England’s game against Hungary in Budapest on Saturday, which was scheduled to be played behind closed doors, will now have a crowd in excess of 30,000, Sky Sports News has confirmed.
The three-match spectator ban was issued by UEFA in June 2021 as punishment for racist abuse from fans during Euro 2020.
While Hungary was waiting to serve that UEFA ban, they were handed a separate two-game ban by FIFA, after further racist abuse was directed towards England’s players from the stands in the Puskas Arena, when the two teams met in a World Cup Qualifier in September.
But a loophole in UEFA’s rules allows for children to attend a closed game such as this, with every 10 children allowed to be accompanied by one adult.
Page 41 of UEFA’s Disciplinary Procedures dictates that only 55 people from each team delegation can attend, including the players, along with 120 special guests and VIPs from the visiting team.
But the procedures also state that “children under the age of 14 from schools and/or football academies can be invited to the match free of charge.” There is no limit to the number who can attend under UEFA’s rules.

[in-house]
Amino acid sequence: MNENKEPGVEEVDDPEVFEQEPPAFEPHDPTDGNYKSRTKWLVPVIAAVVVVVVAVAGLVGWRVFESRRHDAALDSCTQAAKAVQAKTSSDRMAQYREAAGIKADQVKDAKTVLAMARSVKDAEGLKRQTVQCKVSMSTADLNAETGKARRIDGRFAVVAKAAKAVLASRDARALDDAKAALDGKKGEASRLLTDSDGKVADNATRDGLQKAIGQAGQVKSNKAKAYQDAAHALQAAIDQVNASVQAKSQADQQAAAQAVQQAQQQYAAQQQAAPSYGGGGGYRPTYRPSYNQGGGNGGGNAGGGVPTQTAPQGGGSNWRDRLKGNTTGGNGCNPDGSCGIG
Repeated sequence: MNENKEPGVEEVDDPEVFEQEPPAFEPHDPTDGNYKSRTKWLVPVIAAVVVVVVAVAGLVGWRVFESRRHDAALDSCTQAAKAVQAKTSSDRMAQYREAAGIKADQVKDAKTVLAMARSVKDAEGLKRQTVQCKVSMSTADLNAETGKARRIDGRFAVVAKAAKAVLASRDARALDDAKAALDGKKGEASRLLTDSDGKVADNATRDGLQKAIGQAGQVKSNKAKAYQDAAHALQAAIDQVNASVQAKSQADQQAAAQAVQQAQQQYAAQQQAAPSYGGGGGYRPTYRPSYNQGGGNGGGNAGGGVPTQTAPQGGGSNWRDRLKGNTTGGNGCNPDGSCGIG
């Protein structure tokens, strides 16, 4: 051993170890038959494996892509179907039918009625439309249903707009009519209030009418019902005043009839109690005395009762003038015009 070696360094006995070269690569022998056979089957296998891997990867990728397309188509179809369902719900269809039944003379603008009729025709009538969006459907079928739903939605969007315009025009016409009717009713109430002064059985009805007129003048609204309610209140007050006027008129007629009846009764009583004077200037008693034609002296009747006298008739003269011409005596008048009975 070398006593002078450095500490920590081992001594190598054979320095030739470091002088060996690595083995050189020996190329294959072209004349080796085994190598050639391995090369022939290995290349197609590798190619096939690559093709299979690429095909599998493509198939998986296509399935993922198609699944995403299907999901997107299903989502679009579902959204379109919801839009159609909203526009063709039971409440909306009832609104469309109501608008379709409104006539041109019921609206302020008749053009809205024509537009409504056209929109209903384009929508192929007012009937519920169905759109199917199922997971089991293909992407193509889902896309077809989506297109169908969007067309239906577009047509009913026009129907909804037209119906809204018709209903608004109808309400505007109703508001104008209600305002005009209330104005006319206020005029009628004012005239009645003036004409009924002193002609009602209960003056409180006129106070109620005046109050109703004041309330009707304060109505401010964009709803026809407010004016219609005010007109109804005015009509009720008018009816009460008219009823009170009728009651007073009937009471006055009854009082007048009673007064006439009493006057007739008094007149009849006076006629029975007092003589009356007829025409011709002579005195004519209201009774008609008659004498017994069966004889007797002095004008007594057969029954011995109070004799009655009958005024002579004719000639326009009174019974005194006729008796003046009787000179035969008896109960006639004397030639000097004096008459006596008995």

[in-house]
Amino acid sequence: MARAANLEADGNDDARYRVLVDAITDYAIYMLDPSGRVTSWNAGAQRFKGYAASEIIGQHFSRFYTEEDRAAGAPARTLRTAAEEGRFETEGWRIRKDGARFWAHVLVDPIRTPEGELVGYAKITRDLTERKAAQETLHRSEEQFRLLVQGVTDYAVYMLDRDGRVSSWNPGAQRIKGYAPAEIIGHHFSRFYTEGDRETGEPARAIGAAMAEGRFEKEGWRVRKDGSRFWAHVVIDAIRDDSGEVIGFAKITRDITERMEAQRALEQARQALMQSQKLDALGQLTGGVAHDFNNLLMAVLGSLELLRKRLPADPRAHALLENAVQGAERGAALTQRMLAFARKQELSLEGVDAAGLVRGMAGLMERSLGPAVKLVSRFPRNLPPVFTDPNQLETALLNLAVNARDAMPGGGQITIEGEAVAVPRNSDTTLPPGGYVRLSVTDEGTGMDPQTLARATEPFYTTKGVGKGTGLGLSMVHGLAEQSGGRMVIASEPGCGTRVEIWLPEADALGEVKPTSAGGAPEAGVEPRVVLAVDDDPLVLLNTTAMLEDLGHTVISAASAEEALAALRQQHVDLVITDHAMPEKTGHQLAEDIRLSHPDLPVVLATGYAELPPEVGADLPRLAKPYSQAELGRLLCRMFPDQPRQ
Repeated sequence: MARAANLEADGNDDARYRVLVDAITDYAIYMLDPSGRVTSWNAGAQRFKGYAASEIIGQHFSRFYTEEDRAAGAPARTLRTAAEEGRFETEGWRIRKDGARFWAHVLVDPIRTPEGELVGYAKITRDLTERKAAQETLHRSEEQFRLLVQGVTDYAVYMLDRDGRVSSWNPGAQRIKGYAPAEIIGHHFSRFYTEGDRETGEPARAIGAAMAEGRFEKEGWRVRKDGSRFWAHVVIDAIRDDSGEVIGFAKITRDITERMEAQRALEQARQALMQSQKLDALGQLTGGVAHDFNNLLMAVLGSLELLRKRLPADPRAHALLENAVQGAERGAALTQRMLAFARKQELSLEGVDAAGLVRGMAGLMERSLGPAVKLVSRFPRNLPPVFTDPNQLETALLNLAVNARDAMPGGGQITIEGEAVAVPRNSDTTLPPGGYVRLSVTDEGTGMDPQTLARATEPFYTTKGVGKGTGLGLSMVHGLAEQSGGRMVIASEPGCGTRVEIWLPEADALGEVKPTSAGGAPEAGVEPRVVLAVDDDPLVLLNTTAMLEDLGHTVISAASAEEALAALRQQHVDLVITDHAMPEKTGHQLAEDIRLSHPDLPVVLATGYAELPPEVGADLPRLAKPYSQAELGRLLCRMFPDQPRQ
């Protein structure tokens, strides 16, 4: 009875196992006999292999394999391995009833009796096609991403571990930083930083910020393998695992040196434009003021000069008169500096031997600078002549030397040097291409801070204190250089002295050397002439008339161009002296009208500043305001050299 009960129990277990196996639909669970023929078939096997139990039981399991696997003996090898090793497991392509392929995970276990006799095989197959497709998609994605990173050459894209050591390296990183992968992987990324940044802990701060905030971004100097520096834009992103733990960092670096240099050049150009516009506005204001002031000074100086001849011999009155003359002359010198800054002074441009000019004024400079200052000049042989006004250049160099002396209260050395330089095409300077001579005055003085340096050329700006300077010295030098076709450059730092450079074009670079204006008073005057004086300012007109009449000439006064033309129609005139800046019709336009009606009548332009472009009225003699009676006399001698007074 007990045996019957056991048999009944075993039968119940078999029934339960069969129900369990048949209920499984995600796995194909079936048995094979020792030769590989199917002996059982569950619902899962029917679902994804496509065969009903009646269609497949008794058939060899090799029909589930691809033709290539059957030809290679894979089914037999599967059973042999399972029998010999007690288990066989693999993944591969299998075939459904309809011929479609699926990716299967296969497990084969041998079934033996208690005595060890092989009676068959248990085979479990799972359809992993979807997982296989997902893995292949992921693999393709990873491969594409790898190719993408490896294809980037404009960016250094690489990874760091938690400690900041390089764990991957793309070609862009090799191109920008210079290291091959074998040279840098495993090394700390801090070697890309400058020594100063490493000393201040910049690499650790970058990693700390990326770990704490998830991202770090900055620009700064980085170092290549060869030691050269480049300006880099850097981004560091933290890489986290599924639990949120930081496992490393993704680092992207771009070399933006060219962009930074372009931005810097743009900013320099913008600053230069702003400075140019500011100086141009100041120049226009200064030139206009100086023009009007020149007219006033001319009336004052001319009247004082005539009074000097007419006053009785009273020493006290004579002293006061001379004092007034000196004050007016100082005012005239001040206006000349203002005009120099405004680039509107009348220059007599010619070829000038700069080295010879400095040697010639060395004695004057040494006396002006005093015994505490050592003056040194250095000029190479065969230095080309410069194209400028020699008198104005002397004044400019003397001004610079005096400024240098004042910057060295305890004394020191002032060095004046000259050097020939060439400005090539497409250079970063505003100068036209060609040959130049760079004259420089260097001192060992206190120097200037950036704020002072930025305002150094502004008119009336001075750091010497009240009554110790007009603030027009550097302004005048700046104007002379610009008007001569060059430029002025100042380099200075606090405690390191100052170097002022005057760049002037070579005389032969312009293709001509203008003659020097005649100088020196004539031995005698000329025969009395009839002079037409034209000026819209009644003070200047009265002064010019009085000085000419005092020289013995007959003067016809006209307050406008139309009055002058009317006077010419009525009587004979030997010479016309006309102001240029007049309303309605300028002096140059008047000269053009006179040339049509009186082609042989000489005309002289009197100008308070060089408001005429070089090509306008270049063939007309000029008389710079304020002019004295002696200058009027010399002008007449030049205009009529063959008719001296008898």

The Hungarian FA has told SSN that they have so far received more than 30,000 registrations for the complimentary tickets, from children and their guardians from all over the country.
They expect to receive more applications for tickets before the Nations League match kicks off on Saturday afternoon.
In September, Rangers’ Glen Kamara was routinely booed by a crowd of 10,000 Sparta Prague fans – also largely made up of school children – during a Europa League group stage clash in the Czech capital.
That game was intended to be played behind closed doors as another punishment for a racial abuse charge the previous season, but fell into the same loophole.